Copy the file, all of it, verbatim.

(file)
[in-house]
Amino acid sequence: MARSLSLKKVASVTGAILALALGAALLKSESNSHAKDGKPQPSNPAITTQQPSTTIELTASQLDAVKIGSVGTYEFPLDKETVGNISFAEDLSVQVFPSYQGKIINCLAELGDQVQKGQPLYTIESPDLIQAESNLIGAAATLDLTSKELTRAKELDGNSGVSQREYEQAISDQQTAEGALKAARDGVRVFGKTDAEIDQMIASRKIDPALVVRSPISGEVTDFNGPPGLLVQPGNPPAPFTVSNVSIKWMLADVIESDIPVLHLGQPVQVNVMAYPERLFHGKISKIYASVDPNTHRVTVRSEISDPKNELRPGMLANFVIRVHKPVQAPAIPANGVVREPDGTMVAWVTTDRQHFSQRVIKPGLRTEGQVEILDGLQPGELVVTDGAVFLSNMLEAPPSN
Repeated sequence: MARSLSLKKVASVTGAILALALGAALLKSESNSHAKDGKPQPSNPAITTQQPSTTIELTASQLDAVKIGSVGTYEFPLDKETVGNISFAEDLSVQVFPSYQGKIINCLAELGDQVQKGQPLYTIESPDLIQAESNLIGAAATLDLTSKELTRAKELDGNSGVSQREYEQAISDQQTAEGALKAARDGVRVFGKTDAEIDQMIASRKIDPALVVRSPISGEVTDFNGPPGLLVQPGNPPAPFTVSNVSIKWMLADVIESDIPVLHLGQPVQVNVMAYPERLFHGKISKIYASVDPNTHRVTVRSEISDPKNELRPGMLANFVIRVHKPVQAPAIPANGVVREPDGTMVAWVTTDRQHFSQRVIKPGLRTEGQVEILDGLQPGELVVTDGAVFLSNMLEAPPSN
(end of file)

[in-house]
Amino acid sequence: MARSLSLKKVASVTGAILALALGAALLKSESNSHAKDGKPQPSNPAITTQQPSTTIELTASQLDAVKIGSVGTYEFPLDKETVGNISFAEDLSVQVFPSYQGKIINCLAELGDQVQKGQPLYTIESPDLIQAESNLIGAAATLDLTSKELTRAKELDGNSGVSQREYEQAISDQQTAEGALKAARDGVRVFGKTDAEIDQMIASRKIDPALVVRSPISGEVTDFNGPPGLLVQPGNPPAPFTVSNVSIKWMLADVIESDIPVLHLGQPVQVNVMAYPERLFHGKISKIYASVDPNTHRVTVRSEISDPKNELRPGMLANFVIRVHKPVQAPAIPANGVVREPDGTMVAWVTTDRQHFSQRVIKPGLRTEGQVEILDGLQPGELVVTDGAVFLSNMLEAPPSN
Repeated sequence: MARSLSLKKVASVTGAILALALGAALLKSESNSHAKDGKPQPSNPAITTQQPSTTIELTASQLDAVKIGSVGTYEFPLDKETVGNISFAEDLSVQVFPSYQGKIINCLAELGDQVQKGQPLYTIESPDLIQAESNLIGAAATLDLTSKELTRAKELDGNSGVSQREYEQAISDQQTAEGALKAARDGVRVFGKTDAEIDQMIASRKIDPALVVRSPISGEVTDFNGPPGLLVQPGNPPAPFTVSNVSIKWMLADVIESDIPVLHLGQPVQVNVMAYPERLFHGKISKIYASVDPNTHRVTVRSEISDPKNELRPGMLANFVIRVHKPVQAPAIPANGVVREPDGTMVAWVTTDRQHFSQRVIKPGLRTEGQVEILDGLQPGELVVTDGAVFLSNMLEAPPSN